At the Final Draw for the FIFA U-20 World Cup Canada 2007 in Toronto, Asian heavyweights Japan were handed a tough assignment when they were pooled in Group F with African powers Nigeria, European runners-up Scotland and Central American stalwarts Costa Rica.

Now, in an exclusive interview with FIFA.com, Japan coach Yasushi Yoshida talks openly about his squad's progress, their chances of emerging from a difficult group and his own passion for FIFA's premier youth tournament.

In his time at the Japanese Football Association, the former winger has earned a reputation for spotting and bringing on talented youngsters. Many of the current stars of the Japan senior team, including Celtic midfielder Shunsuke Nakamura, certainly owe a debt of gratitude to Yoshida, an experienced, battle-hardened manager whose approach combines meticulous preparation and ambitious planning.

With the disappointment of losing to rivals Korea DPR in last year's AFC Youth Championship Final now firmly behind him, Yoshida is eagerly looking forward to guiding a new generation of Japanese youngsters into the country's seventh straight FIFA U-20 World Cup this summer.

FIFA.com: The current squad has been together for two years. How ready are they for the FIFA U-20 World Cup?
Yasushi Yoshida:
We're about 60 percent there. The next stage in our preparation takes us to Portugal in April, when we'll be taking part in an international tournament. Then comes the Toulon Tournament in France at the end of May, which will allow us to sharpen our play significantly before heading off to Canada.

In terms of preparation, is this where you expected to be at this stage in proceedings?
If we measure ourselves against the current standards of world youth football, then I feel that we still have some way to go before we can compete evenly with the best teams. I judge our boys against the greatest young footballers from around the world, and I want them to develop so they can take hold of a game like, say, Alexandre Pato from Brazil.

Speaking of potential match-winners, it has been said that this Japan team are short on impact players. Is that an opinion you share, especially now that striker Sota Hirayama is playing for the U-23s?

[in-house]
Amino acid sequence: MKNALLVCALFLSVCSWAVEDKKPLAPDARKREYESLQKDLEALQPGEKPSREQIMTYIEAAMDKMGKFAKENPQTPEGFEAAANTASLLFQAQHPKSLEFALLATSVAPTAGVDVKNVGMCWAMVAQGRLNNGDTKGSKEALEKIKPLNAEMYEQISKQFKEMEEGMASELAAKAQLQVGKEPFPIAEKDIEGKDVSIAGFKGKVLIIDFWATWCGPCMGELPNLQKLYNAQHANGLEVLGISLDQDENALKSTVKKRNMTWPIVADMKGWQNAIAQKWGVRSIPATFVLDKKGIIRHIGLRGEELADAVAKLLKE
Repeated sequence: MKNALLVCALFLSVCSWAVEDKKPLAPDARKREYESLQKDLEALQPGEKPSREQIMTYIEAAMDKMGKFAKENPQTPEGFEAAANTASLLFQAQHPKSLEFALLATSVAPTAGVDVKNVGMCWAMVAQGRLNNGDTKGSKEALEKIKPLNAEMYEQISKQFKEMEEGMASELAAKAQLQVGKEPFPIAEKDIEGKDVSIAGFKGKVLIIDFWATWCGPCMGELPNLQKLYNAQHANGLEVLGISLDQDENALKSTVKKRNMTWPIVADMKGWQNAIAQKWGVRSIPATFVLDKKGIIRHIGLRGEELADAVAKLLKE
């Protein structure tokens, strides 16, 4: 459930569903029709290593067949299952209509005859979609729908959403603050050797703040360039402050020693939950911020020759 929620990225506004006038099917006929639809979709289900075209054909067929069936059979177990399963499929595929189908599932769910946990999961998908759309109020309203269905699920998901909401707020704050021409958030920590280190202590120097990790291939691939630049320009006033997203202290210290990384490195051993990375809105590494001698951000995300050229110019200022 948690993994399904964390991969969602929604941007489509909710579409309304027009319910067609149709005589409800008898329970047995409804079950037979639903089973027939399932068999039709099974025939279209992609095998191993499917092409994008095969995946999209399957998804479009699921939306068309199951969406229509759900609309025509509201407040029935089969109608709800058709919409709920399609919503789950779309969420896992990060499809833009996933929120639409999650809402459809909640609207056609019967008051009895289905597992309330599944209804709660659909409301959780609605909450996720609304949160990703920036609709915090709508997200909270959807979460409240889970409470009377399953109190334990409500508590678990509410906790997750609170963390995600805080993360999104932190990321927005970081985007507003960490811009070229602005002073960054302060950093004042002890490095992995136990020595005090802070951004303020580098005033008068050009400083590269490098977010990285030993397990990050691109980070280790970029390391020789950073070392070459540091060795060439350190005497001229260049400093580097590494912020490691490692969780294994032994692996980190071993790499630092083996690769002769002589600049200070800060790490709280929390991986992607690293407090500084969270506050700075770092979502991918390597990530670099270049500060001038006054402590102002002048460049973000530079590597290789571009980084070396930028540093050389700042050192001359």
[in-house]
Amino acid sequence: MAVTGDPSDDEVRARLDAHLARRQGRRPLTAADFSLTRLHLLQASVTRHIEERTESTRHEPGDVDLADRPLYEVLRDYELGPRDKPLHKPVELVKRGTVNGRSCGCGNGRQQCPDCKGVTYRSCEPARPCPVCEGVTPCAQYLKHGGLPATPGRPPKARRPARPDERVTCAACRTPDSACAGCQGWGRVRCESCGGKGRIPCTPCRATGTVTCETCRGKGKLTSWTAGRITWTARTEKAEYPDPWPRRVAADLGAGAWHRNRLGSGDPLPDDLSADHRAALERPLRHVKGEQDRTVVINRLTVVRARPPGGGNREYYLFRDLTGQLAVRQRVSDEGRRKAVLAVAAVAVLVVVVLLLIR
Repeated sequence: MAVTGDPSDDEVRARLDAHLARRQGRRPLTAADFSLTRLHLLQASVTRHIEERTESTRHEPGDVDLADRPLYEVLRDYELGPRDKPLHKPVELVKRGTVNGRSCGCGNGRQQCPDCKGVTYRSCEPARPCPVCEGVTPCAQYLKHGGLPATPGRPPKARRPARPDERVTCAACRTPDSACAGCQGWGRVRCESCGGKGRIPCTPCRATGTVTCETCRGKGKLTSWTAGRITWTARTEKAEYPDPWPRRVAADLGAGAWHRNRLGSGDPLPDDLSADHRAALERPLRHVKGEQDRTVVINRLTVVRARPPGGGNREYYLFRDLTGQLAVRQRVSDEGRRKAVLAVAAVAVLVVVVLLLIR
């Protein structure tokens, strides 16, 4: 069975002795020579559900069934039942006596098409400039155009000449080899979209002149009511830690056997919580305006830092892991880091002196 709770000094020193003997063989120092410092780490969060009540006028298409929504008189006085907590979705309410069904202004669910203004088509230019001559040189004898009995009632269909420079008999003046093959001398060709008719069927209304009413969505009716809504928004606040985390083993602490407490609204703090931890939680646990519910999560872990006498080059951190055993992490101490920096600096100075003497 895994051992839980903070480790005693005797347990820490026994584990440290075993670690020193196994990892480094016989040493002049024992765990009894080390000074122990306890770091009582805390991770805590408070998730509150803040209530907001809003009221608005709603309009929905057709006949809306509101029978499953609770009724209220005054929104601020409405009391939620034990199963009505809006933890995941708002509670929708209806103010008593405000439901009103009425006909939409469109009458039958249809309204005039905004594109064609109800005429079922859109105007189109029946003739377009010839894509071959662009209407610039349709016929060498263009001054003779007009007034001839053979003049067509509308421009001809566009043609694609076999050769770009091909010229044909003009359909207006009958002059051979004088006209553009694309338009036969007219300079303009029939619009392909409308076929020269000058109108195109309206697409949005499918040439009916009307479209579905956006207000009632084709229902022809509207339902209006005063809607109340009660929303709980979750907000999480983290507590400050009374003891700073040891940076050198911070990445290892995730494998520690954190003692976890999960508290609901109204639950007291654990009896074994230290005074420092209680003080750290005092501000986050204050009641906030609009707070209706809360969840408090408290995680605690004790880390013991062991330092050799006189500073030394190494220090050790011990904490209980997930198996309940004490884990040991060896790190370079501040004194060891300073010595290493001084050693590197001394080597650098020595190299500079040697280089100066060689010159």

If you compare this side to previous U-20 ones, I'd say that there are just as many influential players. But it does make it difficult when players step up to the next level and we can no longer select them. Tsukasa Umesaki and Akihiro Hayashi have been called up to the senior squad, and Yohei Fukumoto, Yasuhito Morishima and Atsuto Uchida have been picked for the U-22 team. There are also players with commitments to clubs overseas. Other countries' sides do not always have this kind of situation, so I guess in that respect we're somewhat restricted.

Even so, Japan have traditionally done well at the FIFA U-20 World Cup , advancing to the knockout stages at five of the last six tournaments. In your opinion, does that make getting out of the group the minimum requirement this year?
Advancing to the knockout rounds is, of course, our first target. After that, it's just a matter of taking each match as it comes. But looking at how we scraped through in 2003 and 2005, we definitely can't take the group stage for granted. Every side will be battling hard, and I'm expecting all of our opponents to be formidable. Going a long way in the tournament is not the only criteria, however. We must also remember we're here to provide young players with a very special experience - one which will hopefully benefit them well into the future.

How then do you find the right balance between winning matches and developing players? In particular, how will you address these two often-conflicting goals at this summer's tournament?
I think players must learn how to win matches in order for them to grow fully as footballers. However, I don't believe in changing our system because of our opponents. As a unit, we're very well organised, and I'm very interested to see how far we can go by sticking to the basics. If we play our own style of football, we can really try to reach our full potential. We'll still get a lot out of this summer's tournament, regardless of how many matches we win.

You have stuck with a 4-4-2 formation these last two years. How do you respond to those who criticise the lack of variation in your tactics?
I think it's best to keep a strict system in place for players in this age group. U-20s do not yet have the necessary practical skills and tactical awareness, so I prefer to simplify things and stress overall team play. Too much variation will just complicate things and cause confusion.

That said, you have shown a willingness to try out new players. Can you tell us why you invited 40 youngsters to your first training camp this year?
Players this age develop very rapidly. The J. League has just kicked off again, and this will enable many youngsters to take the next step forward. On top of that, for many different reasons, we'll field a very different side in Canada to the one we sent out last November at the AFC Youth Championship. The team we bring to the finals will be made up of whoever is playing the best football at that time.

What is different about this generation of players?
This is the first group of players in Japan to have grown up watching world football and the J. League from an early age. Most of the youngsters here have lofty ambitions for themselves and many dream of playing for clubs overseas. This is a real blessing since it motivates them to work extremely hard and helps them become more aware of the world around them.